I did send a Thank you e-mail
. I have no idea on the timeline for other ppl that have to be interviewed before they make a decision, and I hope they all decide to give me a chance,
Email is a useful tool for communicating job details, updates, etc. Save the thank you's for something more memorable and personal.
Here's a tip:
STEP 1: Go to Hallmark. Buy a 10-pack of "Thank you" cards. They have some that are designed to appear very business/professional and come with envelopes. As you meet with managers, supervisors, or anyone influential of their decision in whether or not you will get a job there, collect either a business card of theirs or scribble their name and title on your "interview portfolio" notepad. (Interview portfolio = a small leather bound folder usually found for less than $15 in a Staples/WalMart. Carry paper, a pen, and resumes in it.)
STEP 2: The minute you leave your interview, stop in at the nearest Starbucks, bar, wherever and write out your cards. Comments made in your interview will be fresh. As soon as those are done, turn right back around, walk into the front office, and drop them off with the receptionist.
BONUS/OPTIONAL STEP: Receptionists are like a concierge. If you're uncertain as to whether you've over/under dressed for an interview, they would be the ones that could likely help you make that call. I've had one hold my coat and tie for an informal interview. Be friendly. Some are busy, some are all smiles, but most importantly they can also provide you very good insights into the morale and way of life at the office. Receptionists can be the gateway to some companies believe it or not. They deal with everyone from the top down and are pretty good judges of character. Thank them for their time. If they truly helped you, I've even gone as far as leaving them a thank you note with a $5 Starbucks giftcard. It's a very memorable gesture and will place you well above the common interview candidate.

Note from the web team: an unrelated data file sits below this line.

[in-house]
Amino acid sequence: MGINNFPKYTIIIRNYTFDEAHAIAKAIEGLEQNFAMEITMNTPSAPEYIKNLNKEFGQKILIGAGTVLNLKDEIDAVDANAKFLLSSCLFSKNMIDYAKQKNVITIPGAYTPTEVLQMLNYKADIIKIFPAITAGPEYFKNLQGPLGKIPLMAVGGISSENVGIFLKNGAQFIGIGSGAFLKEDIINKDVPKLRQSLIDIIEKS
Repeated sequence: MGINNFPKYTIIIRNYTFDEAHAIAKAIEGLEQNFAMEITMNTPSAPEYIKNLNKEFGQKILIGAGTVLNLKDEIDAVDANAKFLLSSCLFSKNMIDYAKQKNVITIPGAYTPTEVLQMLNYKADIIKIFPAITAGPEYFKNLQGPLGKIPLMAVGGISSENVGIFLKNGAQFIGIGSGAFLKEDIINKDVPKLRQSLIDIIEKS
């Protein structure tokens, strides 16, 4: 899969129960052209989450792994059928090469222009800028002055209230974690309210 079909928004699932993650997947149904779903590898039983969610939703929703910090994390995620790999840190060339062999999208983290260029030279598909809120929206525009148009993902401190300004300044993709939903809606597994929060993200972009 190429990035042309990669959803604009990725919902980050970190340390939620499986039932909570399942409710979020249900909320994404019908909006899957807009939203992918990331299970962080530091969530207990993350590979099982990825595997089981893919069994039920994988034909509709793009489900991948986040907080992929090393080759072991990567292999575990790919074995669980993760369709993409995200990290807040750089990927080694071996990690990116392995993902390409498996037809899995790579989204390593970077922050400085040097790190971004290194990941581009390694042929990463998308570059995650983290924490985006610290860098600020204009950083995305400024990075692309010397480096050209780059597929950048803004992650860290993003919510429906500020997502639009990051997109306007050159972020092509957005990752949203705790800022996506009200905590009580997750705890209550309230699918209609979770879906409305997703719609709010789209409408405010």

STEP 3: Begin drafting your "follow-up" letter. Interviewing for jobs, well, is a JOB all by itself, so don't skimp. Send a follow-up letter 1 week after your interview to reiterate your gratitude, but to also express a continued interest in the position. Include another copy of your resume.
In this day and age jobs are very hard to come by and there will be many more candidates than ever. If you qualify for a position and interview well, then yes - you might get the job. I once interviewed for a single position with 350+ candidates. I got the job. Why? It's because I did more than just sell myself. I made an impression and went out of my way to ensure they knew how much I appreciated their time.
Best of luck with the job. If this one doesn't pan out, don't dwell on it. Look forward to your next interviewing opportunity. I, myself, will soon be back in the mix looking for work back home and have not only been turned down more than a few times, but have also managed many jobs in just a few short years.
All the best.